What three cats taught me about body confidence

I have three cats. Yes that’s one cat short of a crazy cat lady, apparently. They get the same food at the same times every day as well as being able to graze. Even though the photo is a bit misleading - despite this, one cat is super skinny, one is what one might call ‘average’ and the other is a bit plump. How can this be when they live in the same house, eating the same food, getting the same amount of attention and the same care? Before I get into that – here’s a bit of background...

Freddie Purrcury (aka Honey Bear) – my skinny mini

Freddie was a shelter cat hiding way at the back while the others pranced around saying ‘pick me! pick me! We got him home and he’s super sweet but one of the most anxious cats I’ve ever met. Whenever there’s a threat (courier, loud noise, just about anything) and he gets anxious – he hides. If the anxiety is prolonged he doesn’t eat. Generally, if he’s anxious or hiding no amount of treats will lure him out. Food just doesn’t phase him. Genetically, black cats are also quite long and lean and he’s no exception. So take the two together and you have a teeny tiny little black bean pole.

Baloo (aka Bubby): My middle man

Baloo was a foster kitten fail that was rescued from a farm in Taranaki as a small kitten. He would have experienced food scarcity as a baby. Because of that, he will eat anything now and is just happy to have food and will eat whether they are hungry or not if there is food present. He loves eating, it’s his favourite, he will even pop pills no problem if they’ve got a bit of creamy treat smeared on there. So because there was a time when his food was restricted he tends to overeat whenever he gets the chance. Despite that, he’s also active and playful, and has a high metabolism compared to my other two. He loves to play and be curious and have a good scratch.

Peanut (aka Nini, short for Panini): - Plump but perfect

Peanut was also a shelter cat but we were able to get a bit of background on her. She was taken from her mother when she was a bit too young and because of that was VERY clingy from day 1. She would suckle on anything she could get her lips on including the occasional ear lobe if we were paying attention. She has always had attachment issues and is the snuggliest of the lot. If Peanut is stressed she tends to eats emotionally and will often eat more no doubt part of that being because of her past trauma. She can also be a very picky eater should there be something not quite right (on that day). Not only that but I’ve learned that tabbies are genetically prone to gaining more weight and tend to be a bit fatter than other cats. Despite that, she’s super smoochy, happy and healthy according to all her vet visits.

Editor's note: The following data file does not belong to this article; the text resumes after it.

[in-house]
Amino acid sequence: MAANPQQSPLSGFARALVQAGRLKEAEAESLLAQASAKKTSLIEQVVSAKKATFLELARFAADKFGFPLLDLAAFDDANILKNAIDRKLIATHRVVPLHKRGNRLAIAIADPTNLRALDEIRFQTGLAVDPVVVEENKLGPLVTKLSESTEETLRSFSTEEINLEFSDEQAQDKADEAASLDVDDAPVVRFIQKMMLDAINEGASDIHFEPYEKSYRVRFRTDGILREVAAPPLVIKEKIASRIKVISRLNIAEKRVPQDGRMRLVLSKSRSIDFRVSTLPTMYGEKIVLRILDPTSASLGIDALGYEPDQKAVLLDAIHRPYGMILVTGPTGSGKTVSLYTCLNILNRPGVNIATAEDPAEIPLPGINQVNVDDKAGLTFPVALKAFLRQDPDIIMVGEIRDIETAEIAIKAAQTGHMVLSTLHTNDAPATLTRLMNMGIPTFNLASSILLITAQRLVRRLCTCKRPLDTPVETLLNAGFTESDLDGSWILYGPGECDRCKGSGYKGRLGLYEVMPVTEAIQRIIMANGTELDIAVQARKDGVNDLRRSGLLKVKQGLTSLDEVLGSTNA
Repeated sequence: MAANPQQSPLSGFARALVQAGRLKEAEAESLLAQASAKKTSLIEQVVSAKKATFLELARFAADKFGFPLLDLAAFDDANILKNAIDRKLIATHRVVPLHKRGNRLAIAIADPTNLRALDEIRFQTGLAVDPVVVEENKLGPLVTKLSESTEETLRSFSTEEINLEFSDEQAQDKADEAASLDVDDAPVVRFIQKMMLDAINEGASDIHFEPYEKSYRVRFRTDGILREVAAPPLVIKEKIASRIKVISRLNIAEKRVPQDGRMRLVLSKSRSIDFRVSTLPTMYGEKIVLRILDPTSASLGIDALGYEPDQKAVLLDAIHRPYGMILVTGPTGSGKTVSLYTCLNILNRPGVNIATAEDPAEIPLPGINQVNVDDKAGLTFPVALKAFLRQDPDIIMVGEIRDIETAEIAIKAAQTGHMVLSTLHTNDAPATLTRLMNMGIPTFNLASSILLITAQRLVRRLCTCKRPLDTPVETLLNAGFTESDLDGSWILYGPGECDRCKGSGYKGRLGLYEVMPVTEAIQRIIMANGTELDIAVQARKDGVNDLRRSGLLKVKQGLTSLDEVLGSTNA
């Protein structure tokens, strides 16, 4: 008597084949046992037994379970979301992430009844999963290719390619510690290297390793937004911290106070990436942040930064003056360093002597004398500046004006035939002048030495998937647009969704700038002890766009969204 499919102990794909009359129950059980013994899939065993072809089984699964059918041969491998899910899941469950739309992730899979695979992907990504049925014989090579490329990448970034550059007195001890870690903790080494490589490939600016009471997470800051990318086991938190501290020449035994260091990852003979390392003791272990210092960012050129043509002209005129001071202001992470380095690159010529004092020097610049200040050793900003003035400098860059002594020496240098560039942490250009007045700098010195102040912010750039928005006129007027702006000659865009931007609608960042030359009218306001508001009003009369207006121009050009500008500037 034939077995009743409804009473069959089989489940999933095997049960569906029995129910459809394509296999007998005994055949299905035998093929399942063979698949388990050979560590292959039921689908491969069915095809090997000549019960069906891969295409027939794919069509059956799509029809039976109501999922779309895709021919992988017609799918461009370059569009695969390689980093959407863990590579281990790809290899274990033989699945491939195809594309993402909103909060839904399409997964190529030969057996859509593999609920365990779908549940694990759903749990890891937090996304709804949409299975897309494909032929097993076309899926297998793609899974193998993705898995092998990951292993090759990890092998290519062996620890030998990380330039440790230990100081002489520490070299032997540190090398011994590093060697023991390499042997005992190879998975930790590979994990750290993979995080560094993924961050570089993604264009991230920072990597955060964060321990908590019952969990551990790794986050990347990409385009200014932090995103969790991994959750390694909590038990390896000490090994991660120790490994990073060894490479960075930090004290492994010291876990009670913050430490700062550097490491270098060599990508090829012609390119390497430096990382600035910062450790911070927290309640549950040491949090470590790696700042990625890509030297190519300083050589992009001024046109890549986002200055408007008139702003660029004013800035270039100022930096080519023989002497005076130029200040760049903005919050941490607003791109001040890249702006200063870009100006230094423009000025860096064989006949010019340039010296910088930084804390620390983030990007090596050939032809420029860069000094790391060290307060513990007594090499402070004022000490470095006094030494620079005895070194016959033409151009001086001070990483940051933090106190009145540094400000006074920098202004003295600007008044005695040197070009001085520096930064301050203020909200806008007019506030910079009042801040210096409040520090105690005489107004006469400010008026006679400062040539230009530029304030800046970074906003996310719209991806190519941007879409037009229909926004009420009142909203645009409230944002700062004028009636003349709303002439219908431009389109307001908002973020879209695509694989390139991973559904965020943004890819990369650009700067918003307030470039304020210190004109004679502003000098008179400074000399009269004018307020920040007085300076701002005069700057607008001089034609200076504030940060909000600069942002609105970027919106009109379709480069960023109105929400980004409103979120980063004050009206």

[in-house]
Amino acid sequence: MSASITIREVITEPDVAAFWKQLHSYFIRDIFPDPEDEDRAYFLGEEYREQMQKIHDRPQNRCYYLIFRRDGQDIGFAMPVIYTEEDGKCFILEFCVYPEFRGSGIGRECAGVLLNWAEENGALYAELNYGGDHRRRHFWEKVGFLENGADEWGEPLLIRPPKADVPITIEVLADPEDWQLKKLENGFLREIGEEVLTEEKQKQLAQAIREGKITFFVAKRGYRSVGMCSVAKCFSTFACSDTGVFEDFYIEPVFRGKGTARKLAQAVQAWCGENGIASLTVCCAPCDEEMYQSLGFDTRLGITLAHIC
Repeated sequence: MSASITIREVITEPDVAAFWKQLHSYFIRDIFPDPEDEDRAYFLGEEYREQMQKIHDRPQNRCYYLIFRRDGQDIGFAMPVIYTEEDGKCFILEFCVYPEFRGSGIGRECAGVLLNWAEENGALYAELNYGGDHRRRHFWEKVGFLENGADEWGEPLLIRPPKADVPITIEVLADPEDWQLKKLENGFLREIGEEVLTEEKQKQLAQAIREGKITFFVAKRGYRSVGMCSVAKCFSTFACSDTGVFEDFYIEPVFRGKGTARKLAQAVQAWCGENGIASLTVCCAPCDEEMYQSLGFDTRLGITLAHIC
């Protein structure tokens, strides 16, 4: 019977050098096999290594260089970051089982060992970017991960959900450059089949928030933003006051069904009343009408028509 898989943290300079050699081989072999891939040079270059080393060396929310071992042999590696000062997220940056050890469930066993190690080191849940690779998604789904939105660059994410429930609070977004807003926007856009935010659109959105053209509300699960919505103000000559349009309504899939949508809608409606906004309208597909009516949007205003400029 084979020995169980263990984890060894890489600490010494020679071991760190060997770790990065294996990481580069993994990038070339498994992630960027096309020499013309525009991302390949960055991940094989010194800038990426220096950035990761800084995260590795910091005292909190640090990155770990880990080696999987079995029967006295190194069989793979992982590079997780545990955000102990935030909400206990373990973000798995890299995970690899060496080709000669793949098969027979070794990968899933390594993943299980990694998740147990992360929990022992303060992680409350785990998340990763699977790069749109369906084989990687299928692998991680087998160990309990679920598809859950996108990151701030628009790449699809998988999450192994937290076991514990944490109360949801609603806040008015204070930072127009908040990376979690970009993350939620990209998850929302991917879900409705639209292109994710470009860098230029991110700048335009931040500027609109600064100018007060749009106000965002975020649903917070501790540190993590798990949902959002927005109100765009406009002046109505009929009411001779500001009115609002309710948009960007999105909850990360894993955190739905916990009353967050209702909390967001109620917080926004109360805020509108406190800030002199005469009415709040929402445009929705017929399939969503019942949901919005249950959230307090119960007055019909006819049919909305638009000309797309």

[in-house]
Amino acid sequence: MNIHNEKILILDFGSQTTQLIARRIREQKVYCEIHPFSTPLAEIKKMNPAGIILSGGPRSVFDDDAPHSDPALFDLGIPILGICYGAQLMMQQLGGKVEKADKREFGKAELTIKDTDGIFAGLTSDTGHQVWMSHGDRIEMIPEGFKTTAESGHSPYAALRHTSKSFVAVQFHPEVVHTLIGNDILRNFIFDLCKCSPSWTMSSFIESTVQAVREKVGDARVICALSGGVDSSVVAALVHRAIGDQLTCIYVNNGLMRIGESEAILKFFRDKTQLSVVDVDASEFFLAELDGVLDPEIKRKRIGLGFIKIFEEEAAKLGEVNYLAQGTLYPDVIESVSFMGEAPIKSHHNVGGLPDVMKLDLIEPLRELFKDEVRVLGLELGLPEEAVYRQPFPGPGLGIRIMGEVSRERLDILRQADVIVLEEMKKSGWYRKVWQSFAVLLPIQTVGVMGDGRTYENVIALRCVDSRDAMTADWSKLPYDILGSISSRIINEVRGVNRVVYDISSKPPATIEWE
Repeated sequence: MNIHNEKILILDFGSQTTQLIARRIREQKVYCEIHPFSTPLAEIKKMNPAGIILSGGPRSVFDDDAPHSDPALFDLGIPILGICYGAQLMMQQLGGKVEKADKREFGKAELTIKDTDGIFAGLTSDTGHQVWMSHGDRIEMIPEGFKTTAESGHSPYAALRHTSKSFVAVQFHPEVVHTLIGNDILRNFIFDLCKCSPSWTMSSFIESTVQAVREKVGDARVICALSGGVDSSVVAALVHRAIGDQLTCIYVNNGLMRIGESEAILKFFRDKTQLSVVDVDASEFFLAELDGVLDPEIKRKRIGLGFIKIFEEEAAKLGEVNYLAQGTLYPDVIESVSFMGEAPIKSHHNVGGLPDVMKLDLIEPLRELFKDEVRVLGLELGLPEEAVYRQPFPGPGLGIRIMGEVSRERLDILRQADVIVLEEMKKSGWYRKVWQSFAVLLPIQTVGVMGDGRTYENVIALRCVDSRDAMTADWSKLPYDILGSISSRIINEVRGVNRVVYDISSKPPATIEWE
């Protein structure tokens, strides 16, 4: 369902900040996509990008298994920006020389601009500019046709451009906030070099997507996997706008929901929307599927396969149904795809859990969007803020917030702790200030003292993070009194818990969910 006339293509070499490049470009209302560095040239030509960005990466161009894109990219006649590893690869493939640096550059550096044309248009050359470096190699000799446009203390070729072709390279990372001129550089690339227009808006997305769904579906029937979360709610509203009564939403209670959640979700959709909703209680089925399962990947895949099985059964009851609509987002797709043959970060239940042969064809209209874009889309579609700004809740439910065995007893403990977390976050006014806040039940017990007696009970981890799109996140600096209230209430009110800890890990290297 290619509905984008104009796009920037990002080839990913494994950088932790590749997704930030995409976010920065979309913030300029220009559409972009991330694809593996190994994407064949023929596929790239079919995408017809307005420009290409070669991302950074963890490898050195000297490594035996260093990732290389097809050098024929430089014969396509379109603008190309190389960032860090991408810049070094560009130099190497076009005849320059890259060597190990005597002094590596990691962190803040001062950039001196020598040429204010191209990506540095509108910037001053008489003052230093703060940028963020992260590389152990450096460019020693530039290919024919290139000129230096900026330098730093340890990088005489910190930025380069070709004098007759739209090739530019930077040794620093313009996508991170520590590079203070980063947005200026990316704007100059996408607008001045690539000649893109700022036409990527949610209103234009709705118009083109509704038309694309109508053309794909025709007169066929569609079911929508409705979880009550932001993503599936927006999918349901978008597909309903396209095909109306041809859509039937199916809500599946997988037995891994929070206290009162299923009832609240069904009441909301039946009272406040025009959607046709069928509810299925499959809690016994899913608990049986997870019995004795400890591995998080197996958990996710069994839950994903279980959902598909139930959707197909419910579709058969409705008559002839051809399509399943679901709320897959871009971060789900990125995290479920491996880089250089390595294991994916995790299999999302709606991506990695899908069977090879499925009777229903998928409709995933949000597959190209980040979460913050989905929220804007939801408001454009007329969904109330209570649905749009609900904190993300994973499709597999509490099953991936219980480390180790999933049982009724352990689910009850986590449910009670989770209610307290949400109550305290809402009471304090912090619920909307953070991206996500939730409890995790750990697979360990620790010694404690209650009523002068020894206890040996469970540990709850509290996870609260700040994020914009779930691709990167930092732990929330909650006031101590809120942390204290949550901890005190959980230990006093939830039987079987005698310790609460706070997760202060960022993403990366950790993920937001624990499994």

So why am I telling you my cats life stories? If you’ve made it this far without being bored I wanted to share these stories with you because I think it’s so fascinating how so many different circumstances can contribute to a cat’s body size. Genetics, past trauma, food scarcity, etc. The same applies to us human and our body sizes and relationship with food. IF we all had access to the same food as each other every day, we would still be different shapes and sizes. Like my cats there are hundreds of different factors that make us look like we do but not only that, these factors can also contribute to our behaviours. For all of the same reasons my cats are different sizes, we are too.

Some of the many things that affect our body sizes include:

· Genetics

· Socioeconomic status

· Culture

· Emotional state

· Past trauma

· Where you live in the world

· Age

· Medical conditions

· Lack of sleep

· Biological sex

… and so much more!

While Peanut is the fattest of my three, despite that, she’s the healthiest. And so let my kitties remind us that we can’t judge someone’s health status by looking at them and healthy bodies come in all shapes and sizes.

If you’re not a cat fan (wait what?!) ... let’s explain things in dogs…

In conclusion, let’s be compassionate with ourselves and instead of trying to change our body size focus on getting veggies and fruit, moving our bodies in ways we enjoy, connection, stress management and trying to get a good night’s sleep. And while we’re at it, FYI, snuggling in with our cats or dogs can also be a great way to reduce stress.

If you'd like to work on your health without worrying about your weight and while improving your body confidence - that's what I'm here for! Get in touch and let's get started.

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